Supreme Court cases do have consequences. From the AP:
The White House is reviewing a proposed finding by the Environmental Protection Agency that global warming is a threat to public health and welfare.
Such a declaration would be the first step to regulating carbon dioxide and other greenhouse gases under the Clean Air Act and could have broad economic and environmental ramifications. It also would likely spur action by Congress to address climate change more broadly.
The White House acknowledged Monday that the EPA had transmitted its proposed finding on global warming to the Office of Management and Budget, but provided no details. It also cautioned that the Obama administration, which sees responding to climate change a top priority, nevertheless is ready to move cautiously when it comes to actually regulating greenhouse gases, preferring to have Congress act on the matter.
The Supreme Court two years ago directed the EPA to decide whether greenhouse gases, especially carbon dioxide from burning fossil fuels, pose a threat public health and welfare because they are warming the earth. If such a finding is made, these emissions are required to be regulated under the Clean Air Act, the court said.
"I think this is just the step in that process," said White House Press Secretary Robert Gibbs, noting the Supreme Court ruling. Another White House official, speaking anonymously in deference to Gibbs, predicted "a long process" before any rules would be expected to be issued on heat-trapping emissions.
But several congressional officials, also speaking on condition of anonymity because the draft declaration had not been made public - said the transmission makes clear the EPA is moving to declare carbon dioxide and other greenhouse gases a danger to public health and welfare and views them as ripe for regulation under the Clean Air Act.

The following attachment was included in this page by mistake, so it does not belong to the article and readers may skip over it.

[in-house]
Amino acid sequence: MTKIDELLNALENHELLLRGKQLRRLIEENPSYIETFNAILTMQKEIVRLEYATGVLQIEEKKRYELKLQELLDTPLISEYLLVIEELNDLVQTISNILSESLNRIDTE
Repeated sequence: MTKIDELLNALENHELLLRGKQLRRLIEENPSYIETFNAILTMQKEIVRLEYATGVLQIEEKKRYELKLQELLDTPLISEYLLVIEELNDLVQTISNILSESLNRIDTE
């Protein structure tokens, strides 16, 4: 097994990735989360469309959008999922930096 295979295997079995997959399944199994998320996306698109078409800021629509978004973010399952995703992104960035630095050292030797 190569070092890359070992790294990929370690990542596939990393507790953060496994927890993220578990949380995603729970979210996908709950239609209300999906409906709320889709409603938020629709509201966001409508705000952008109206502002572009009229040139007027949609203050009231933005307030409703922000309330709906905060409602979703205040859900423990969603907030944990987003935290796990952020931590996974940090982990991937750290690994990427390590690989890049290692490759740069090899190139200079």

Such a finding "will officially end the era of denial on global warming," said Rep. Ed Markey, D-Mass., whose Energy and Commerce subcommittee is crafting global warming legislation. . . .
Many business leaders argue - as did President Bush - that the Clean Air Act is ill suited to deal with climate change and that regulating carbon dioxide would hamstring economic growth.
"It will require a huge cascade of (new clean air) permits" and halt a wide array of projects, from building coal plants to highway construction, including many at the heart of President Barack Obama's economic recovery plan, said Bill Kovacs, a vice president for environmental and technology issues at the U.S. Chamber of Commerce. . . .
An internal EPA planning document that surfaced recently suggests the agency would like to have a final endangerment finding by mid-April. But officials have made clear actual regulations are unlikely to come immediately and involve a lengthy process with public comment.
Gibbs, when asked about the EPA document Monday, emphasized that "the president has made quite clear" that he prefers to have the climate issue addressed by Congress as part of a broad, mandatory limit on heat-trapping emissions.
For the last two weeks, I had been assuming that Congress was unlikely to enact cap-and-trade, but I had forgotten that the EPA, if it wanted to, might write a regulatory scheme involving caps, without necessarily involving any trading.
David Kreutzer's analysis of the economic effects of cap-and-trade differs from that of the Obama Administration's: a $5 trillion loss in GDP and a loss of 800,000 jobs.